Delhi CM Arvind Kejriwal
Delhi Chief Minister Arvind Kejriwal (File) Image Credit: ANI

Legal issues aside, the stunning incarceration of a sitting chief minister makes you wonder: does the ruling Bharatiya Janata Party (BJP) not fear that the arrest could backfire, create a sympathy wave in favour of Arvind Kejriwal and his Aam Aadmi Party?

Kejriwal is no lightweight. He has defeated the BJP twice in a row in Delhi state assembly elections with 3/4th majorities. By winning Punjab, he showed he is able to cross the Delhi barrier, have governments in two states, the only party other than the BJP and the Congress to do so.

It is not easy to put popular mass leaders in jail even if they have committed big crimes. Clearly, the BJP has calculated that any sympathy wave will be manageable. It is not just that the BJP is all-powerful today but also that Kejriwal is not as popular as he could have been.

The Aam Aadmi Party was formed 11 years ago, in November 2012. In these 11 years, Kejriwal has committed several political blunders that diminished his stature rather than raise it. Here are at least 11 such mistakes.

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Contesting Delhi before India

The AAP was born out of the local movement which shook up national politics. But the man who made a national impact chose to become chief minister of Delhi, which doesn’t even enjoy full statehood. By doing so he immediately lowered his stature. He should have worked to win a Lok Saha seat and entered national politics from day one.

Contesting Varanasi instead of Amethi

Kejriwal was so confused about the road to take that he made excuses to resign from the post of Delhi CM to focus on the 2014 Lok Sabha elections. He then went and contested the Varanasi seat against Narendra Modi. While Kejriwal waged a hard, memorable campaign in Varanasi, it was clear he wasn’t going to win a seat held continuously by the BJP for decades.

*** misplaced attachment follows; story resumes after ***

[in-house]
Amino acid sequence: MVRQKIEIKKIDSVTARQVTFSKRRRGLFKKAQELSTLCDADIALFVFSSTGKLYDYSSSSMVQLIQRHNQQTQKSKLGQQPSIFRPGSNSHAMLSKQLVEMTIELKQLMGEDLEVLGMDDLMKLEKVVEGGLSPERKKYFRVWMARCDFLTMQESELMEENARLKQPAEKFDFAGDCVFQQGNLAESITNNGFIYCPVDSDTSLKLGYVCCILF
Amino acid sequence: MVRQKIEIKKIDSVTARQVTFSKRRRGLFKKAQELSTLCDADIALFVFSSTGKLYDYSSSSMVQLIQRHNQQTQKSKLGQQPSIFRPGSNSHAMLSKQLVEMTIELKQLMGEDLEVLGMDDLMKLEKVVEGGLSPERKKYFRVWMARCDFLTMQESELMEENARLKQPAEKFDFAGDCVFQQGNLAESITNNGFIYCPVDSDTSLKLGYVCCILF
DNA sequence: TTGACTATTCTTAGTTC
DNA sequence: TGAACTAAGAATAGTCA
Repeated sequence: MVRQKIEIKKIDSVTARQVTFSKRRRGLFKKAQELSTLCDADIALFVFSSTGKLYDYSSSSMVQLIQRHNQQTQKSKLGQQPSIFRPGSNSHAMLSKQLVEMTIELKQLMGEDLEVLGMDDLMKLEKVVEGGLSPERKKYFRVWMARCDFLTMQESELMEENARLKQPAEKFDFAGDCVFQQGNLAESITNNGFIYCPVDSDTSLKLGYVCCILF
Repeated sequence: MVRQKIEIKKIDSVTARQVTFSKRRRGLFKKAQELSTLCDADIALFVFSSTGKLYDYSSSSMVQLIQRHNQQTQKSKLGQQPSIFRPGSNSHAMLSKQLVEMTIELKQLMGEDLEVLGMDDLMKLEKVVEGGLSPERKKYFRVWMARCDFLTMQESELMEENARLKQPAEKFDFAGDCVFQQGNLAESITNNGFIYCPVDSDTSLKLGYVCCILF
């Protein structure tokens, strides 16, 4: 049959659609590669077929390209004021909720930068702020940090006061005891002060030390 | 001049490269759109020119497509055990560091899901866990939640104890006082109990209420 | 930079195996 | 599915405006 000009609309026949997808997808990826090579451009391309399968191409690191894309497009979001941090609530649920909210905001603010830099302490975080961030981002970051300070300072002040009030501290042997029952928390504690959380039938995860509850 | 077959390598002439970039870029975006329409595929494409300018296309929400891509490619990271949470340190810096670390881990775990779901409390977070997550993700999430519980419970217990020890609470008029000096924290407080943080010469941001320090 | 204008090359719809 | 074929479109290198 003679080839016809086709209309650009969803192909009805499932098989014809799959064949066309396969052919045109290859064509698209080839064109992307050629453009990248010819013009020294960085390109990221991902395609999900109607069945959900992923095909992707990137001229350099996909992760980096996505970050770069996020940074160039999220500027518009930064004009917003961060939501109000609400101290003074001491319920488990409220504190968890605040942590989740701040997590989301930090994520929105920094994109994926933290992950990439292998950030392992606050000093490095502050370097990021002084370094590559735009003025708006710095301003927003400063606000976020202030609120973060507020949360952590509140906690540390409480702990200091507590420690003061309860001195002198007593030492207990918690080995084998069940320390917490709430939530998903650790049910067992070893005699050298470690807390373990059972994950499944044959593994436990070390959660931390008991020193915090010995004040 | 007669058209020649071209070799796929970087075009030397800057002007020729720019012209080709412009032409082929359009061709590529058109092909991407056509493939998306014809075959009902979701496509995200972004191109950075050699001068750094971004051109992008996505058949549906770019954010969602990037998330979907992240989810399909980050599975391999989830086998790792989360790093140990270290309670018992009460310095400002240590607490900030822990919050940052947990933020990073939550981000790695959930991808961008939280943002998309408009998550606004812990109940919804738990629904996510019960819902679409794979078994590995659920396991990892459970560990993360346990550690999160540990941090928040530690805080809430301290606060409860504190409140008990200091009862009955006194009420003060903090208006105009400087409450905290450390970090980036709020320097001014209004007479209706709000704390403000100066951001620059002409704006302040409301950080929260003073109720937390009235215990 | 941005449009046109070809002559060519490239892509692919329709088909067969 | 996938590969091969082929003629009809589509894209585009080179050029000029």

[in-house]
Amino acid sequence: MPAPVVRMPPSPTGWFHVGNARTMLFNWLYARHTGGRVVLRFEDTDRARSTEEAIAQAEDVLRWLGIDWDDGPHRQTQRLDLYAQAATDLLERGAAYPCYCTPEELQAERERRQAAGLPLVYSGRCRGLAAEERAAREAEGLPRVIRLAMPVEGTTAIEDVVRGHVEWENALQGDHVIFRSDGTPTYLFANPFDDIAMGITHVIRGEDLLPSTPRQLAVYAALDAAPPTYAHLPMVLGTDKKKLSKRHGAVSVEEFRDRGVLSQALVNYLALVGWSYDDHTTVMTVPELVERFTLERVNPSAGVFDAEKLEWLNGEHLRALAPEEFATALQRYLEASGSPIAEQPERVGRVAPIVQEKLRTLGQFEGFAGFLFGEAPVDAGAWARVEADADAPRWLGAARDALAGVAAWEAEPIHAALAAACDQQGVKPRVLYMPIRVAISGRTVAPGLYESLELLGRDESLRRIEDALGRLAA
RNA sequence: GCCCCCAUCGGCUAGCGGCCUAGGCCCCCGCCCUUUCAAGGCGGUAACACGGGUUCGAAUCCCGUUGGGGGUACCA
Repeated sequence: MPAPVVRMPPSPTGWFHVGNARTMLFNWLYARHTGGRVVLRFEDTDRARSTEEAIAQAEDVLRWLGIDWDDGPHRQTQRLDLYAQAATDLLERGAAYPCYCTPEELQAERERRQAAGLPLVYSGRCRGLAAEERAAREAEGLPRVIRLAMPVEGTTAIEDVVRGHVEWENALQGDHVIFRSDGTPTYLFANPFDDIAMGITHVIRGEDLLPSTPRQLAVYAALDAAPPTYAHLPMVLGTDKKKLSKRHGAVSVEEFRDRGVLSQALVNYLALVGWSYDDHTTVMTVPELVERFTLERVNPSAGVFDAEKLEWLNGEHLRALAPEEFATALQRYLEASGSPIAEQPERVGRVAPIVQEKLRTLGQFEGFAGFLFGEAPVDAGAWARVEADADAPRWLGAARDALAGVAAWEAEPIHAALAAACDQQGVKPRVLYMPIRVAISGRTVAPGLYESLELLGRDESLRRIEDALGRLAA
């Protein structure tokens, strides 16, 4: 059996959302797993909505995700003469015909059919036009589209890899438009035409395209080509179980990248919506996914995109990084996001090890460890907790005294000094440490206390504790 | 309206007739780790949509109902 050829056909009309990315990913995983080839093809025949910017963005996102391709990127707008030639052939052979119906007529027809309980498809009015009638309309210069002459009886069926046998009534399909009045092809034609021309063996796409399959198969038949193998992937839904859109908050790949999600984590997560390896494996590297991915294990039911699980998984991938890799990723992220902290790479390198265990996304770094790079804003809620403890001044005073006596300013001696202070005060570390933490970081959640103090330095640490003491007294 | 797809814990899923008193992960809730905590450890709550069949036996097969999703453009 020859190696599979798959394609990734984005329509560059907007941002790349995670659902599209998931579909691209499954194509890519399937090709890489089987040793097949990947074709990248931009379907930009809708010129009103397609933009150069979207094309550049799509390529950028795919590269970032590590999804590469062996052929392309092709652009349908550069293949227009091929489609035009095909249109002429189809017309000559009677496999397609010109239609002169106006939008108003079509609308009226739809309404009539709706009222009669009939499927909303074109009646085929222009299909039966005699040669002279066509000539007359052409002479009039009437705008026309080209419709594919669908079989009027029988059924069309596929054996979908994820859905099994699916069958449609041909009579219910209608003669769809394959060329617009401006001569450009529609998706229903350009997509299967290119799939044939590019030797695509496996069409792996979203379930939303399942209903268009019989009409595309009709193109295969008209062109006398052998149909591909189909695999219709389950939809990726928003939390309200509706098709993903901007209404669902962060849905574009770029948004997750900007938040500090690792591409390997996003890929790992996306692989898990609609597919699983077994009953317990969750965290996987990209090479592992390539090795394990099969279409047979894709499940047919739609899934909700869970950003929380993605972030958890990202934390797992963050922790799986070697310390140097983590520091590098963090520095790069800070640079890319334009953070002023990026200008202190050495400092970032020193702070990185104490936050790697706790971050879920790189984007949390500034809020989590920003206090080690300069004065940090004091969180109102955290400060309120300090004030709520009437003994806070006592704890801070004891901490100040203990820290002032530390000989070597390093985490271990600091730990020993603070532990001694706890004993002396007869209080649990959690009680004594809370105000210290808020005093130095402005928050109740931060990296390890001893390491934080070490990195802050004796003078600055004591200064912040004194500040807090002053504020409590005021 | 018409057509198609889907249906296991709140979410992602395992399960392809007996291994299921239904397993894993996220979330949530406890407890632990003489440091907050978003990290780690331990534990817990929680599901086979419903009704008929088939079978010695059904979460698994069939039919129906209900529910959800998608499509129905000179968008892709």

More importantly, he positioned himself against a rising new order. He should have fought Rahul Gandhi in Amethi instead, positioning himself as the real challenger to the old order. Or perhaps the New Delhi Lok Sabha seat, which he would have had a better chance of winning.

Sacking Prashant Bhushan and Yogendra Yadav

The Lokpal movement of 2011 seemed like a new force coming from society. But after winning 67/70 seats in the Delhi assembly elections of 2015, Arvind Kejriwal sacked Prashant Bhushan and Yogendra Yadav from the party. This high-profile undemocratic move converted AAP’s image overnight from a broad-spectrum social force to one man’s private fiefdom, like any number of regional political parties. AAP looked less and less like a new force.

Not building a party organisation

The AAP’s “volunteers” moved on with their lives and Arvid Kejriwal, too busy chasing political dreams, didn’t want to do the hard work of building a party organisation. The responsibility was given to novice aides who could not deliver. This made the AAP, much like other non-BJP parties, an army without soldiers. The general thought he was enough. Today BJP workers can go door-to-door across the country persuading voters that Kejriwal’s arrest is a strong crackdown on corruption and not motivated by politics. AAP doesn’t have workers to counter this narrative.

The state-by-state strategy